Nicola Wilson is Associate Professor of Book and Publishing Studies at the University of Reading and co-director of the Centre for Book Cultures and Publishing. She is author of Home in British Working-Class Fiction (Routledge 2015), co-author of Scholarly Adventures in Digital Humanities (Palgrave 2017), and general editor of the Ethel Carnie Holdsworth series with Kennedy & Boyd.

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NOTES
[1] Raymond Williams, ‘Writing’, Writing in Society (Verso, 1983), p. 6; Raymond Williams, Politics and Letters: Interviews with New Left Review (1979; Verso, 2015), p. 274.
[2] Raymond Williams, ‘Region and Class in the Novel’, Writing in Society, p. 237.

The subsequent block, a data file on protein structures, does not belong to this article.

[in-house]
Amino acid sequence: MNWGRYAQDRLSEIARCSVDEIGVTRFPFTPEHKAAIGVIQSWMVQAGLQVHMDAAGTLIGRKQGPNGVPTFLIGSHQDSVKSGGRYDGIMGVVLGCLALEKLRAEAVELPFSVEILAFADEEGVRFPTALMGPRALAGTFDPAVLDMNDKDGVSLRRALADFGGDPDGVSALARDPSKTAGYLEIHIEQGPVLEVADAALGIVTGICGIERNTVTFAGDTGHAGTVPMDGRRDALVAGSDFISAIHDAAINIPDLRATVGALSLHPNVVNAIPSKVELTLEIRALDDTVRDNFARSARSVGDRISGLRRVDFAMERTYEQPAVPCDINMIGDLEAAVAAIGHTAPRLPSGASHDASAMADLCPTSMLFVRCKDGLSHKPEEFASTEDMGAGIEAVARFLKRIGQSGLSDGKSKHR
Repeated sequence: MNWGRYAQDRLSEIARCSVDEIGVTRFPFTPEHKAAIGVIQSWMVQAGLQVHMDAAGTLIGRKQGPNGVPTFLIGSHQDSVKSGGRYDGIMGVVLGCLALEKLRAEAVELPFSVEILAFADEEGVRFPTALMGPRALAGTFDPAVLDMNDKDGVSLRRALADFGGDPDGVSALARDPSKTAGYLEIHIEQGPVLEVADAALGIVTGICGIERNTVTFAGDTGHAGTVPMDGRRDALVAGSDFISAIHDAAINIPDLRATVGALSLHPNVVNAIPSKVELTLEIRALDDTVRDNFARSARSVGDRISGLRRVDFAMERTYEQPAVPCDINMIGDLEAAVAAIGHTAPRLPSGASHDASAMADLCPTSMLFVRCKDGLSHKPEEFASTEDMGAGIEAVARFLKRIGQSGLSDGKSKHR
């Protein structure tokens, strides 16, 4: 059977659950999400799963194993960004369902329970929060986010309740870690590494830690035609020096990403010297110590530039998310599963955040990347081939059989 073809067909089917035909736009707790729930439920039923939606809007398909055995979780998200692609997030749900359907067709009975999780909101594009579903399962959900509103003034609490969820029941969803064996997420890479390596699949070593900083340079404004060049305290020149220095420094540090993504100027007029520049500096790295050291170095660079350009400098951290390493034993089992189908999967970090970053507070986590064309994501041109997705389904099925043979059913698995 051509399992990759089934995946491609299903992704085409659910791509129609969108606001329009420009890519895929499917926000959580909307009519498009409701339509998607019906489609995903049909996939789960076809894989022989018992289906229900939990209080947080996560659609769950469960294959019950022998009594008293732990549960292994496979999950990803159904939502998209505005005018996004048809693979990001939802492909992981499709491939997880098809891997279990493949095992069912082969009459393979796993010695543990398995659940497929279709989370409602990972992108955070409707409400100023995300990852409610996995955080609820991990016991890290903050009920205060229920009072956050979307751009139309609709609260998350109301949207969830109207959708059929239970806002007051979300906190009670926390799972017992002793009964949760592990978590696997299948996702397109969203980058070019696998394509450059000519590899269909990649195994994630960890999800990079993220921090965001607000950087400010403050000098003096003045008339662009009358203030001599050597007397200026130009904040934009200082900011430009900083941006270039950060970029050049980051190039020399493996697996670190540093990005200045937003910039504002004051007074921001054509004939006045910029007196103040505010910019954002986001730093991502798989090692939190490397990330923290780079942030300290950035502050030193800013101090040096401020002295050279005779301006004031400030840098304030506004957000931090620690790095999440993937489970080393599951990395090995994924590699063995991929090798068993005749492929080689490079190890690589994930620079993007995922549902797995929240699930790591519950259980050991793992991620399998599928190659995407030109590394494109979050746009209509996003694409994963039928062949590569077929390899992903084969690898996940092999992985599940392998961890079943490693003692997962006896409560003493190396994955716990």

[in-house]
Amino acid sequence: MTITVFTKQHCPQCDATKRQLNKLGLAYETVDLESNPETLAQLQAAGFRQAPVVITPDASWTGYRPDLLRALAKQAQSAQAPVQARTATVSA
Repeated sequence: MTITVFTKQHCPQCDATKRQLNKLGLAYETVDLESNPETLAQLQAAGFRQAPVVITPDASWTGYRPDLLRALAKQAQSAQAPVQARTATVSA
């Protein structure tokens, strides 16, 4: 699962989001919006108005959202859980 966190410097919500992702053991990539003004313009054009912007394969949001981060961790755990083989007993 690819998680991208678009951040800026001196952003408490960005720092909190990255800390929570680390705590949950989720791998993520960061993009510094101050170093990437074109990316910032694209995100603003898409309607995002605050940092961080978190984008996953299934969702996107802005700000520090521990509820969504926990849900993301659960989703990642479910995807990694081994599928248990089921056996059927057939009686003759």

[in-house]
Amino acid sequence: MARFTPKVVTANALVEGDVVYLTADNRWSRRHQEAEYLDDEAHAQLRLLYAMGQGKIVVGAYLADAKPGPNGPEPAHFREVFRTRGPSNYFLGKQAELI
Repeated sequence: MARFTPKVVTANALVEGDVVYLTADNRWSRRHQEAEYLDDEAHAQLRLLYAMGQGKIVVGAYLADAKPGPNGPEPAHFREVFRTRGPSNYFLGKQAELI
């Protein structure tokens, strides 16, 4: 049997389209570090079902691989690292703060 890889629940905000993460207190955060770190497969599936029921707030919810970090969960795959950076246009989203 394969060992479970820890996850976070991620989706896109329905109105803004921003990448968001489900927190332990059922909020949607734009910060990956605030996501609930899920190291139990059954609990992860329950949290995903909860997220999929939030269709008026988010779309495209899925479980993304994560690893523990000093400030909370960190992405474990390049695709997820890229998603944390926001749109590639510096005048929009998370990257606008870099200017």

[3] Williams, Politics and Letters, p. 7.
[4] Williams, ‘The Ragged-Arsed Philanthropists’, Writing in Society, p. 243; Williams, Politics and Letters, p. 272.
[5] Williams, ‘Region and Class’, p. 235.
[6] Williams, ‘Region and Class’, p. 234.
[7] Raymond Williams, ‘Working-Class, Proletarian, Socialist: Problems in Some Welsh Novels’, The Socialist Novel in Britain, ed. H. Gustav Klaus (Harvester Press, 1982), p. 116.
[8] Williams, ‘The Ragged-Arsed Philanthropists’, pp. 242-43.
[9] Williams, ‘Working-Class, Proletarian, Socialist’, p. 119.
[10] See Raymond Williams, ‘British Working-Class Literature after 1945’, Key Words 18, 2020.
[11] Ibid.
[12] Williams, Politics and Letters, p. 272.
[13] See Raymond Williams, The English Novel from Dickens to Lawrence (Chatto & Windus, 1970).
[14] Williams, Politics and Letters, p. 272; Williams, The English Novel, p. 152.
[15] Williams, Politics and Letters, p. 272. See Williams, ‘British Working-Class Literature after 1945’, Key Words 18, 2020.
[16] Williams, Politics and Letters, p. 272.